Kraftwerk Ybbs-Persenbeug was the first hydroelectric powerplant on the Austrian Danube, built from 1954 till 1959. To be fair, it also looks a bit old in certain places, and very new again in others. Its construction made the section of the Danube valley called the Strudengau more navigable for ships, especially around the river island Wörth, which was sometimes accessible on foot with low water levels. It also forms the border of Upper Austria (the northern shore) and Lower Austria (the southern shore). The power plant is about 8 kilometers after both shores become Lower Austria.

At 12:30 Jonas returns with a very shiny boat wagon. Jonas is very impressed with the preparation work I did, especially getting the boat on land. We lift the boat onto the wagon and balance it perfectly. Then we’re confident to also put in the luggage so we don’t have to carry it on our backs. We push the boat cart confidently, but it snags. The boat leans on one of the wheels and slows down its rolling potential. We take everything back out of the boat and then put the boat completely level. The luggage goes back in. Finally, we’re doing this.

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It’s quite a long walk to the other side. Jonas took so long because he couldn’t find the boat wagons at first and thought he’d gone there for nothing. We walk past quite some employees of the dam to the ramp that leads back down to the water level. The water flows very fast here and we have a pretty good view of the Persenbeug castle.

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Paddling Past Ybbs an der Donau

The sun’s out and we reapply sunscreen before getting back into the boat. Jonas messages back and forth with his father, who cycled from Germany to Egypt before the war in Syria. Though we use different means of transportation, our route has a lot in common since he also pedaled along the Danube and stayed in Grein just like us.

Jonas also checks his app DoRIS Mobile to see if there are any big ships in the locks, currently locking, or approaching the locks. It’s an app released by the Austrian government. The app tells us there are three ships traveling upstream to approach the lock and one going downstream.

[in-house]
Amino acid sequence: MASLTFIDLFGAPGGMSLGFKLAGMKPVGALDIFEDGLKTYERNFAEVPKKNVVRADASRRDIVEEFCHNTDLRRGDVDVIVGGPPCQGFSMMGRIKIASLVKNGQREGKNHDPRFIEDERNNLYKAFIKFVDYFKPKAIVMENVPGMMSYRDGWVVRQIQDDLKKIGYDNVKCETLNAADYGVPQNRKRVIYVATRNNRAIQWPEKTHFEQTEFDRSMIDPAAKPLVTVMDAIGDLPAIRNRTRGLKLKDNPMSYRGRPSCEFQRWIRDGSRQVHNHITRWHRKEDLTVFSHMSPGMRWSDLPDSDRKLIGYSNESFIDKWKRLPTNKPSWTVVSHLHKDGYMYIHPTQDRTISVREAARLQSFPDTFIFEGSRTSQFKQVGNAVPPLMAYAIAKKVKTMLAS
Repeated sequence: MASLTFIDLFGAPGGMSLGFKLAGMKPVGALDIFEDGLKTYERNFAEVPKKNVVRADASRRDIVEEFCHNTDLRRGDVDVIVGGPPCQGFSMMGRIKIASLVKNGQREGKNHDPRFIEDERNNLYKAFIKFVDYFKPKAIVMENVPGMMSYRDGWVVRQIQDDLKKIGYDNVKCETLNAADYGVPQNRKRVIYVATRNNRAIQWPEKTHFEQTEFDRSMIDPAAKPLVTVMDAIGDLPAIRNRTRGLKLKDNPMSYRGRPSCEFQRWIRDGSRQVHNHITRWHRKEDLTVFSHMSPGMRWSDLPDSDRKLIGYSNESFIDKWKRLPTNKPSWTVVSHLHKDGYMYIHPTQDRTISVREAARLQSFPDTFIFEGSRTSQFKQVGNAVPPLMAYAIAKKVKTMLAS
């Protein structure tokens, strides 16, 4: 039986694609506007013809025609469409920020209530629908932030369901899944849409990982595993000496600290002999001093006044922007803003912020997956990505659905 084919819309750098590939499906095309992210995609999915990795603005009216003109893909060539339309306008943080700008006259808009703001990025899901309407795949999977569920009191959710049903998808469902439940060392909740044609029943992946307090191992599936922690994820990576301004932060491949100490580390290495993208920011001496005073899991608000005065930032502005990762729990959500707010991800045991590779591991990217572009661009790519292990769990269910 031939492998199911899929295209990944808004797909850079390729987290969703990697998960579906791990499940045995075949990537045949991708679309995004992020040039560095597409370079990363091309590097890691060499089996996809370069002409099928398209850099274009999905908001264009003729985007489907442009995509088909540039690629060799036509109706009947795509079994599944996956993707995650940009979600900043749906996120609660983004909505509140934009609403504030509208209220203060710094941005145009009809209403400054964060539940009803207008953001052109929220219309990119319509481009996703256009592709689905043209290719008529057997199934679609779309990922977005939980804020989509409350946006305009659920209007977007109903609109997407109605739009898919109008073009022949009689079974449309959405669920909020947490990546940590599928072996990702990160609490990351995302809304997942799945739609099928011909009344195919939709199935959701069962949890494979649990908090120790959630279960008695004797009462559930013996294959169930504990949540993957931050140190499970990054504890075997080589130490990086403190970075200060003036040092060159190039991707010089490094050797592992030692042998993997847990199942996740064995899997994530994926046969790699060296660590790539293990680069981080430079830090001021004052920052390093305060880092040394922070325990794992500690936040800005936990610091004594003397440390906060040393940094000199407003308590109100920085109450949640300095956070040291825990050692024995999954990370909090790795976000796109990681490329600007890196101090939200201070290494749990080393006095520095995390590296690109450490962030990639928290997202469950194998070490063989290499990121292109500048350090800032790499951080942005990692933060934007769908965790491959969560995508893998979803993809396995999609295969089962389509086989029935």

We get back into the boat and continue paddling. The fast flow gives us an energy boost. We check if there’s anything in the locks, then check if any of the three ships are approaching from downstream, and then cross over to the left-hand side. There’s quite a sharp left turn coming up soon. We see some sparks and loud sounds near the waterline at the left-hand shore. I can’t see the person doing it, but they’re dicking around with fireworks. Let’s hope they don’t throw fireworks in our direction.

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On the right-hand side, we see Ybbs an der Donau. It’s much smaller than we expected. Some big yellow-painted buildings line the shore. They look like former palaces, but they’re actually psychiatric/therapeutic institutions. Jonas says that the name “Ybbs” sounds very non-German. A little digging into the history of Ybbs says that the name comes from the Egyptian goddess Isis since apparently, a group of Egyptians lived here back in Roman times. Jonas says “Ha! I knew it.” but the German Wikipedia makes no such claims as to its origins.